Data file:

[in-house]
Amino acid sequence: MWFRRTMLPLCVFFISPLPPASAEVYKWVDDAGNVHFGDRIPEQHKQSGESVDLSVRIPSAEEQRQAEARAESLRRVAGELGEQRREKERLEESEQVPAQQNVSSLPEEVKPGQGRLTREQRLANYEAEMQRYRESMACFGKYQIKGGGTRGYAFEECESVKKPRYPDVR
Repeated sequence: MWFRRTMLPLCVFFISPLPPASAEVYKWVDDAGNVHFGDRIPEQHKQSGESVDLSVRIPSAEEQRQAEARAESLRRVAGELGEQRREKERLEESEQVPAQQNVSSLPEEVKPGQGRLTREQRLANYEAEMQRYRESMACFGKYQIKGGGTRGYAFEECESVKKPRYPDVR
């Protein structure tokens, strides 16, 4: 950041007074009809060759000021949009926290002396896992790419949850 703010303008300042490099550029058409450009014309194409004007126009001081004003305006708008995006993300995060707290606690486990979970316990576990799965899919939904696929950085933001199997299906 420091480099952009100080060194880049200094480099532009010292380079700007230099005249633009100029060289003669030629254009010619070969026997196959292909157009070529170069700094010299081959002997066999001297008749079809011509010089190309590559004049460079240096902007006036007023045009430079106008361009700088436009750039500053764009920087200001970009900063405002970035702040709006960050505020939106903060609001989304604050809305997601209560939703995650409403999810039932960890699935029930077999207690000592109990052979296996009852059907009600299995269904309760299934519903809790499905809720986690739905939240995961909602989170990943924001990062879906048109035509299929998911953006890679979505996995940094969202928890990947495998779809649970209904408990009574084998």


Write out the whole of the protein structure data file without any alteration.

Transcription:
[in-house]
Amino acid sequence: MWFRRTMLPLCVFFISPLPPASAEVYKWVDDAGNVHFGDRIPEQHKQSGESVDLSVRIPSAEEQRQAEARAESLRRVAGELGEQRREKERLEESEQVPAQQNVSSLPEEVKPGQGRLTREQRLANYEAEMQRYRESMACFGKYQIKGGGTRGYAFEECESVKKPRYPDVR
Repeated sequence: MWFRRTMLPLCVFFISPLPPASAEVYKWVDDAGNVHFGDRIPEQHKQSGESVDLSVRIPSAEEQRQAEARAESLRRVAGELGEQRREKERLEESEQVPAQQNVSSLPEEVKPGQGRLTREQRLANYEAEMQRYRESMACFGKYQIKGGGTRGYAFEECESVKKPRYPDVR
């Protein structure tokens, strides 16, 4: 950041007074009809060759000021949009926290002396896992790419949850 703010303008300042490099550029058409450009014309194409004007126009001081004003305006708008995006993300995060707290606690486990979970316990576990799965899919939904696929950085933001199997299906 420091480099952009100080060194880049200094480099532009010292380079700007230099005249633009100029060289003669030629254009010619070969026997196959292909157009070529170069700094010299081959002997066999001297008749079809011509010089190309590559004049460079240096902007006036007023045009430079106008361009700088436009750039500053764009920087200001970009900063405002970035702040709006960050505020939106903060609001989304604050809305997601209560939703995650409403999810039932960890699935029930077999207690000592109990052979296996009852059907009600299995269904309760299934519903809790499905809720986690739905939240995961909602989170990943924001990062879906048109035509299929998911953006890679979505996995940094969202928890990947495998779809649970209904408990009574084998």